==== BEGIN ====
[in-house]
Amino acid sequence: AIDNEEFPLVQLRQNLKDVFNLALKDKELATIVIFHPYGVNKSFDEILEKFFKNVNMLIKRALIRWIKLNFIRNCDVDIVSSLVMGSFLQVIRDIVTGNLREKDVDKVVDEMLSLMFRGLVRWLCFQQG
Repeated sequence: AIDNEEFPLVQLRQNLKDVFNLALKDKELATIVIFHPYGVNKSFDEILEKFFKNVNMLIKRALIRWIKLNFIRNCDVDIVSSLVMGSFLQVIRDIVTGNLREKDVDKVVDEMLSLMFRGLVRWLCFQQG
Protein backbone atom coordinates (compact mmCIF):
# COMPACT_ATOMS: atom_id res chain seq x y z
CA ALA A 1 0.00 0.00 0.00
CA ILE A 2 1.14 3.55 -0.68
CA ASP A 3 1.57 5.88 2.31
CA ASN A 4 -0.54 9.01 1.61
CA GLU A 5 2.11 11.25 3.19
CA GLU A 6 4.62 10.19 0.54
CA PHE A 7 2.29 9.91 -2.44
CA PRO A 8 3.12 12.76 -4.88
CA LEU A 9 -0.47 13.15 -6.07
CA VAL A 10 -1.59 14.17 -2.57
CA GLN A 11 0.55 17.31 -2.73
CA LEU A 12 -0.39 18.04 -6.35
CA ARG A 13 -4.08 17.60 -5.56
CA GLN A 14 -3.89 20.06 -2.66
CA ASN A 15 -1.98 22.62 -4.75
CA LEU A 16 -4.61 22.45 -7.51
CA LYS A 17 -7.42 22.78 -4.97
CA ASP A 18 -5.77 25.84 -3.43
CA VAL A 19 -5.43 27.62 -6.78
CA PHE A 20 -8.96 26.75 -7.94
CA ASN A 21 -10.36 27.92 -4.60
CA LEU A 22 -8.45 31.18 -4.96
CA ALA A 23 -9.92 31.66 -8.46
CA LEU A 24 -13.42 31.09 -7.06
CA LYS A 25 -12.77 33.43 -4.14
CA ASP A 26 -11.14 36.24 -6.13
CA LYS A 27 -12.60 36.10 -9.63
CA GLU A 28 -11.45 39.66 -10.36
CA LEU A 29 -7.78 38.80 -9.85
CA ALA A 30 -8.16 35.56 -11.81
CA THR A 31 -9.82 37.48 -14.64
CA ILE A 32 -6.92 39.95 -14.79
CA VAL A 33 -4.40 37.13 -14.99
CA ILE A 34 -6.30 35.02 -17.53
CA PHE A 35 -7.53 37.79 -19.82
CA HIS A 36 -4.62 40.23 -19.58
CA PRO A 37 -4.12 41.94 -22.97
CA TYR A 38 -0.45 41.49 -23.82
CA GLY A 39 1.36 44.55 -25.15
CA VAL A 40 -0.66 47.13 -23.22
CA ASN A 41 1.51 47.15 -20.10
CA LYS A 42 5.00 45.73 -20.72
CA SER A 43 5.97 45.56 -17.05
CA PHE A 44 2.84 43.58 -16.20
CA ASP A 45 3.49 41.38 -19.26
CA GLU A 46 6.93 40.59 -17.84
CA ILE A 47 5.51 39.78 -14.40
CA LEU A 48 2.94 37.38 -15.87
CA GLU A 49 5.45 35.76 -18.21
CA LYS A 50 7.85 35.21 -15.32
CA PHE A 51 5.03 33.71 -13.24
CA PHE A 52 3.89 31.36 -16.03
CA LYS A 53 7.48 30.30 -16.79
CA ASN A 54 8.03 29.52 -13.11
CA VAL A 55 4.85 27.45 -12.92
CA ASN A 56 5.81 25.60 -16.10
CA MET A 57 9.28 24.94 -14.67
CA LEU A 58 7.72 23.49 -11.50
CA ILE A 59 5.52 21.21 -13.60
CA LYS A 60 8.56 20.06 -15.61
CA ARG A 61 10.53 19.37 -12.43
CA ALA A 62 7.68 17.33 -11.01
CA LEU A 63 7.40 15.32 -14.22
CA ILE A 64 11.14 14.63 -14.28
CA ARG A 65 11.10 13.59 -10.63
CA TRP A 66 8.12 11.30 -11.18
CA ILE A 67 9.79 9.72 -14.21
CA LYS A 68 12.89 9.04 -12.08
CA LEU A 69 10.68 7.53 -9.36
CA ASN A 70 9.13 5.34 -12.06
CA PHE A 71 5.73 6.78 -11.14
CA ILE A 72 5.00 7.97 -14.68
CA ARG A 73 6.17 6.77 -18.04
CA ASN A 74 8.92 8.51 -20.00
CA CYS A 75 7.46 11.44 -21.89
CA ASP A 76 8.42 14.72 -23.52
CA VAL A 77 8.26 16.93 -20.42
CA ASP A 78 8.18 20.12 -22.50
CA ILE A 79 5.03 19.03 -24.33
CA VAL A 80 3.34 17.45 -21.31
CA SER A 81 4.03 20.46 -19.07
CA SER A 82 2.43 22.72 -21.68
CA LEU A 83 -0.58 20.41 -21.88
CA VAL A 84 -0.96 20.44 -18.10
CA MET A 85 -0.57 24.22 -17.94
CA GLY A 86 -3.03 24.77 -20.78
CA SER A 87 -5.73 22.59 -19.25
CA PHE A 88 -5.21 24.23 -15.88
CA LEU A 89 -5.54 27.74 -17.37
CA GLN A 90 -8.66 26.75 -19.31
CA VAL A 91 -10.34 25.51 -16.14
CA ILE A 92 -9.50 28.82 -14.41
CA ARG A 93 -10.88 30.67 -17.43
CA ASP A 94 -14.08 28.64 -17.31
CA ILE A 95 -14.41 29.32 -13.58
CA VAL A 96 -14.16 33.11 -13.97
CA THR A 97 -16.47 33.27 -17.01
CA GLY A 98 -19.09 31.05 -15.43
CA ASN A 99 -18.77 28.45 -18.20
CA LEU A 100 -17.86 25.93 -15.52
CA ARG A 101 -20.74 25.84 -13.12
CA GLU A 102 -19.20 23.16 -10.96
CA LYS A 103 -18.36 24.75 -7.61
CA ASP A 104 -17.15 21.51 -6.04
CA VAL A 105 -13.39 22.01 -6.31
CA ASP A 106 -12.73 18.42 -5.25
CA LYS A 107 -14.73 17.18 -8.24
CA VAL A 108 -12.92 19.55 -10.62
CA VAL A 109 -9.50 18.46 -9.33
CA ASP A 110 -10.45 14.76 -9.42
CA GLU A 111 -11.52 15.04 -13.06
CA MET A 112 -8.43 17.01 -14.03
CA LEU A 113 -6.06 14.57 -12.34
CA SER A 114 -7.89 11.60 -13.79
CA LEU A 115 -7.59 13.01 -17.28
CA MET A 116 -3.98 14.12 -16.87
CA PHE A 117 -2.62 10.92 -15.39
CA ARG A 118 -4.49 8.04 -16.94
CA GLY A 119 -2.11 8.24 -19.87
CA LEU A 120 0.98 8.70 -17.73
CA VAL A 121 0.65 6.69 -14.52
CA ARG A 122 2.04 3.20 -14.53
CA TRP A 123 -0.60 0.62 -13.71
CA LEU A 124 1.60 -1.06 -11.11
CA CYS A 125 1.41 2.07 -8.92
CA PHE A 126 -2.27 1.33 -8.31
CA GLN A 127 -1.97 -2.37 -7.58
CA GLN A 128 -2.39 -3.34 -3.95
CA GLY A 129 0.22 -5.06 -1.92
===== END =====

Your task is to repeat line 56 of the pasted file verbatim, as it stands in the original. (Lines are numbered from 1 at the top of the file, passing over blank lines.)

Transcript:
CA PHE A 51 5.03 33.71 -13.24